Salient: Victoria University Students' Paper. Vol. 28, No. 5. 1965.
Sirs,—The Law Faculty Club committee has requested that we reply on its behalf to the report of the Faculty's Agm in the edition of Salient dated April 13, 1965. There are four points raised which require comment.
The writer refers to the majority which favoured the anti-boycott motion and states that it was "probably due to the fact that only the group backing the motion was aware of its impending introduction at the meeting." In actual fact no more than 10 or 12 of the majority knew of the proposal. Does the writer's remark imply that if it had been widely known then the boycott supporters would have thronged along to the meeting? Surely any person interested in a club's affairs should attend its Agm.
Secondly, we cannot see that this motion was of an "unusual nature." The whole campus at the time was alive with proposals and counter-proposals, arguments and counter-arguments and it could well have been expected that reference would be made at a Club Agm held at that time to the boycott movement. Such an item as this can surely come under the heading of "general business" and does not require prior notice.
The third comment to make is in connection with the newspaper reports. The Faculty committee assures you that the Press had no foreknowledge of the move. The motion itself was not finalised until half-way through the day of the meeting.
Perhaps the sketchy reports are indicative of the lack of public support for the student boycott and therefore the Press was not prepared to devote much space to the issue.
Finally, we would like to make the point quite clear that it was not the intention of the mover and seconder of the motion to imply that they disapproved of student feeling on the questions of fees, bursaries and accommodation: the motion was aimed directly at disapproving the method used to bring these questions to the notice of the Government.
P. von Dadelszen.
For the Committee.
We wish to thank the mover and seconder of the motion referred to for their comments.—Eds.
Sirs,—On behalf of the organising committee I am writing to correct a report in your issue of April 13 stating that the Victoria University Council had declined to support the forthcoming Science Student Conference. The origin of this unfortunate statement is unknown to us, but I would like to state here that the Council have in fact approved a substantial donation which will greatly assist the committee with providing a varied and stimulating conference programme. The committee are grateful to the Council for their support and hope that you will be able to correct readers' understanding of the situation.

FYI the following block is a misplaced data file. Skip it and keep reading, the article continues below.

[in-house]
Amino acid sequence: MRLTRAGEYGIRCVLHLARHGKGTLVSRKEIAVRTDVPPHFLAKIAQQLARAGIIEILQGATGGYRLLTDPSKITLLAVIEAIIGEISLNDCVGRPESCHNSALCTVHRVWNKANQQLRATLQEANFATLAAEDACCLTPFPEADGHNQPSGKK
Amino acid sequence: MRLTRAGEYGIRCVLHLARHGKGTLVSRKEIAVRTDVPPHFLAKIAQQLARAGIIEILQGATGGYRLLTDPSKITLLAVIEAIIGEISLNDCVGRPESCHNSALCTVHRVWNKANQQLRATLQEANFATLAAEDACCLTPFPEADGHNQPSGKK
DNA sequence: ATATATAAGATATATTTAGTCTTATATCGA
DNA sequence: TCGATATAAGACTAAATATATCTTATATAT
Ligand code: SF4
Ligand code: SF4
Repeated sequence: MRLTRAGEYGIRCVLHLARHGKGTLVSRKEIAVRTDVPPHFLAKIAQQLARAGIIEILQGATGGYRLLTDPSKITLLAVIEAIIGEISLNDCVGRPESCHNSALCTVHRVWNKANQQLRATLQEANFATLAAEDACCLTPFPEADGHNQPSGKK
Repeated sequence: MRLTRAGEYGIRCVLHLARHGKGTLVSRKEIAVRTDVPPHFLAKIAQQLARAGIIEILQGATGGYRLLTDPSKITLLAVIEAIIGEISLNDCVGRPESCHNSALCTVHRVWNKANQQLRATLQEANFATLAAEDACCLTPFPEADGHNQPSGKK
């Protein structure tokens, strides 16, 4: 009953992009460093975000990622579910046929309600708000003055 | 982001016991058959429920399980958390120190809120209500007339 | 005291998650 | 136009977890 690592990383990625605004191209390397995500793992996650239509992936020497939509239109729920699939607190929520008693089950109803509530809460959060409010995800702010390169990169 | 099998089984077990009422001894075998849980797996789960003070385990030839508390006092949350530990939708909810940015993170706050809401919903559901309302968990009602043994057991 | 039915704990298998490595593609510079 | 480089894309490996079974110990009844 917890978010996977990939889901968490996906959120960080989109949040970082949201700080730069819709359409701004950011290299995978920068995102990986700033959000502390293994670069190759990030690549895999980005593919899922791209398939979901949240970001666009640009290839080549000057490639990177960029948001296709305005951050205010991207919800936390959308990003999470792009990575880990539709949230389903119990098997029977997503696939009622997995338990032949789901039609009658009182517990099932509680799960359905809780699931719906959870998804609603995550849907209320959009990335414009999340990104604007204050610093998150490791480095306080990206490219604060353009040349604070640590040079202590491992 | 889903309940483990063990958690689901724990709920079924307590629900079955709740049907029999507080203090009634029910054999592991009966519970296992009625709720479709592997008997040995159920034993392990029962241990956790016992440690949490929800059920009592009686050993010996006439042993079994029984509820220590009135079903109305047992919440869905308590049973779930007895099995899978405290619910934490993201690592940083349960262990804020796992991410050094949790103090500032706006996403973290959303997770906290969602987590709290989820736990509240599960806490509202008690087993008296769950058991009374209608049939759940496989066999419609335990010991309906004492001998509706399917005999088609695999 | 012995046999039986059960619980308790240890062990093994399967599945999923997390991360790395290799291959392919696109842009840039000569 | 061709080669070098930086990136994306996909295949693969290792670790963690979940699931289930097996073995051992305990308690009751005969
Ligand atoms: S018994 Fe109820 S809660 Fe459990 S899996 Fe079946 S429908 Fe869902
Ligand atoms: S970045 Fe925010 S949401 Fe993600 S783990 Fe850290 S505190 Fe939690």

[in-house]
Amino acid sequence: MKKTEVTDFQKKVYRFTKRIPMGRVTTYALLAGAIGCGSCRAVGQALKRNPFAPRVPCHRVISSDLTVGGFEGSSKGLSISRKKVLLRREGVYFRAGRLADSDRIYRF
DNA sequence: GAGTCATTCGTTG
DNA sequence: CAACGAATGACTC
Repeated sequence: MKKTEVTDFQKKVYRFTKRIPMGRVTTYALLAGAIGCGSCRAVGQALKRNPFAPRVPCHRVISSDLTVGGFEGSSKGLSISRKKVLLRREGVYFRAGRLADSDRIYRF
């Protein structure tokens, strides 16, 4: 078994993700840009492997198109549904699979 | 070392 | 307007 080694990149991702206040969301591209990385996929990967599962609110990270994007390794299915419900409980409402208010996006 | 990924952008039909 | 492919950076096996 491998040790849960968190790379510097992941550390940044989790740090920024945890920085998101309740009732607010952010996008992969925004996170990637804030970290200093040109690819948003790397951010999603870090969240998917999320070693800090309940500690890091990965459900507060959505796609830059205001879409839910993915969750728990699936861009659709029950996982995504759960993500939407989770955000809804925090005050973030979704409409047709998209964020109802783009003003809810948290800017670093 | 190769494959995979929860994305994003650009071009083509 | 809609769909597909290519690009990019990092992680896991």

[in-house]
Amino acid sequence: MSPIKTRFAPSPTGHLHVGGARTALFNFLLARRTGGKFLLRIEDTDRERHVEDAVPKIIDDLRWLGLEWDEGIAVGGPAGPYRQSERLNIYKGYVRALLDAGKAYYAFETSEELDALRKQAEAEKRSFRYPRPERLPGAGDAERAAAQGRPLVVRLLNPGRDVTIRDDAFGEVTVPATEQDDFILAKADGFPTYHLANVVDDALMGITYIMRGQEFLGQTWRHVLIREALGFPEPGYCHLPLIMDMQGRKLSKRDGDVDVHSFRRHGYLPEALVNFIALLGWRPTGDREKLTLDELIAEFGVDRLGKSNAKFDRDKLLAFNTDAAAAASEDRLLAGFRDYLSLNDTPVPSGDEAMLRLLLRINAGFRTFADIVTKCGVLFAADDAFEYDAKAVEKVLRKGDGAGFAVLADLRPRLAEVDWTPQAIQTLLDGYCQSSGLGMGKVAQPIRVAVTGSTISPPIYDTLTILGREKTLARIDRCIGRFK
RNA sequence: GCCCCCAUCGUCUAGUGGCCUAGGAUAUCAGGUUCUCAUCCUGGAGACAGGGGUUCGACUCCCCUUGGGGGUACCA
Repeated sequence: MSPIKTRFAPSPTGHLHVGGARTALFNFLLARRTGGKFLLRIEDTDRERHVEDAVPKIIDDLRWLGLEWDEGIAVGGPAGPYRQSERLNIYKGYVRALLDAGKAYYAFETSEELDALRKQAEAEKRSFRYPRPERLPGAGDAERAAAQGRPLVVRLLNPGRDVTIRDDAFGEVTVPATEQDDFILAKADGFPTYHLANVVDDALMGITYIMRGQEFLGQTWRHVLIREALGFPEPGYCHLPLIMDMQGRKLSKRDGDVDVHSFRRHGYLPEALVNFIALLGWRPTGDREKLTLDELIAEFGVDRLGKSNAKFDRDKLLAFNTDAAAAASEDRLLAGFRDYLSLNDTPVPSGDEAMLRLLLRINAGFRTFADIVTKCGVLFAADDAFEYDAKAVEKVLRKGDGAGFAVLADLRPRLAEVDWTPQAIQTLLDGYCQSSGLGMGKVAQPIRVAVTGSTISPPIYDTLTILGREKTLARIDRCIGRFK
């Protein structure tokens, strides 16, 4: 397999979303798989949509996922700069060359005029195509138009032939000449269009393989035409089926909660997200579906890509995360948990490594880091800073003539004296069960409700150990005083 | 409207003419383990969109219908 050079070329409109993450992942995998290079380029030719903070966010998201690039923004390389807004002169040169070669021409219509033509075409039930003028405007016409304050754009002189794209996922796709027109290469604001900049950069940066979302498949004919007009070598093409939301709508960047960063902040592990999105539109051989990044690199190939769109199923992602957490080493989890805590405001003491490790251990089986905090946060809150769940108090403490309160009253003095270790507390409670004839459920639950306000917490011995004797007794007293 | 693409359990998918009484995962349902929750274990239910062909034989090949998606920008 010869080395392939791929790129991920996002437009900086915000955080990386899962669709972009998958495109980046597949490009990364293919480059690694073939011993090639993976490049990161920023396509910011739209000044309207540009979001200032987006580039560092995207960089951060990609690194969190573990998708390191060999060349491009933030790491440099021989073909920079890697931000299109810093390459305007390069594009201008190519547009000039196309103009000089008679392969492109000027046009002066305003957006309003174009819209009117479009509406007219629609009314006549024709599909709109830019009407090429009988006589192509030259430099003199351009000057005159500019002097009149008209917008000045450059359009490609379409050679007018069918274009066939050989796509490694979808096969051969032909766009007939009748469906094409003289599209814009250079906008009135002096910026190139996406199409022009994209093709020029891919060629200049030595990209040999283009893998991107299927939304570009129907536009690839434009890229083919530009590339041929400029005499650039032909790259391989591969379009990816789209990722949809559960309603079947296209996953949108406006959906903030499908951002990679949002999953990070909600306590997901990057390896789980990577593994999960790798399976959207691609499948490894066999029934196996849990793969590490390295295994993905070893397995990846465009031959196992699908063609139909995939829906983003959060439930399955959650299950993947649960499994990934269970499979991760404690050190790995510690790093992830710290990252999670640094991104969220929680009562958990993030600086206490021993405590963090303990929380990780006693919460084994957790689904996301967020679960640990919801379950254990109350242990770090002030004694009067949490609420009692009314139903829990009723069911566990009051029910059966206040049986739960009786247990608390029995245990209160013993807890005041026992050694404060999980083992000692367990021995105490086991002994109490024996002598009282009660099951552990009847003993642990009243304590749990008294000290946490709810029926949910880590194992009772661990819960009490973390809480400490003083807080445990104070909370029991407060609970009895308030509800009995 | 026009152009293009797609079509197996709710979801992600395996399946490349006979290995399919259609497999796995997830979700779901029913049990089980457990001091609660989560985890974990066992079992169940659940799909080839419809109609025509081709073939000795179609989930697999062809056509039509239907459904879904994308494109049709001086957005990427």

Congratulations, incidentally, on your Science feature innovation. This step should help to keep the Science-Humanities gap from widening too far.
Robin A. I. Bell.
Sirs,—We are grateful that Mr. McKinnon has an opinion, and even more grateful that he expresses it on the subject of the NZUSA South African Scholarship Fund.
It is perhaps unfortunate that we don't agree with his view, and no doubt we should mention his implicit distrust of "Bandwagons." Mr. McKinnon says that "Bandwagons" appear to be the latest thing at Victoria."
We are sorry, Sir, that we don't appear to be in tune with what Mr. McKinnon feels should be the students' role in the community; it's just that each of us see numerous social and political problems that need tackling, and we wish we had enough time to do justice to all of them. Perhaps Mr. McKinnon will offer us his help, and those he knows of like mind?
Apropos his attitude to the Scholarship scheme. First of all, he burbles something about "semi-pseudoistic"—a term the concise Oxford was unable to help me translate.
Then he says that the scholarship is "extremely idealistic in principle ..."... that's a pity isn't it? He claims that the policy is on "all counts unrealistic and not at all feasible." He says that one or two educated Bantu would not create the "world-shattering effects that it appear NZUSA is hoping for." It is only Mr. McKinnon's opinion that we wish to be "world shattering."
He says that the educated South African may not be allowed back into his country; we say that if not then he can work outside his country for the betterment of his fellow men. He will be one of the informed South Africans that people of Mr. McKinnon's ilk clamour for. After the revolution that appears very likely in South Africa, these educated Africans will be able to return home to assist in the redevelopment of their country.
If he is allowed back in, watched or not, he can assist internally with his countrymen's development. He will be better equipped to negotiate with his present masters, to the satisfaction of all.
We would be most interested to know more about those "many sections of New Zealand, both public and private (sporting bodies and companies are but examples) ... endeavouring by quiet but continual pressure to lead the South African Government into a mature attitude towards the problem of mixing races."
Mr. McKinnon says that "as an alternative it would be far more realistic to educate the New Zealand student to the problems of apartheid"; Mr. McKinnon, sir, we could do that as well if we had the manpower.
To follow a principle of non-action simply because a person was not 100 per cent informed, as Mr. McKinnon seems to want, taken to its logical conclusion, would mean nothing ever got done.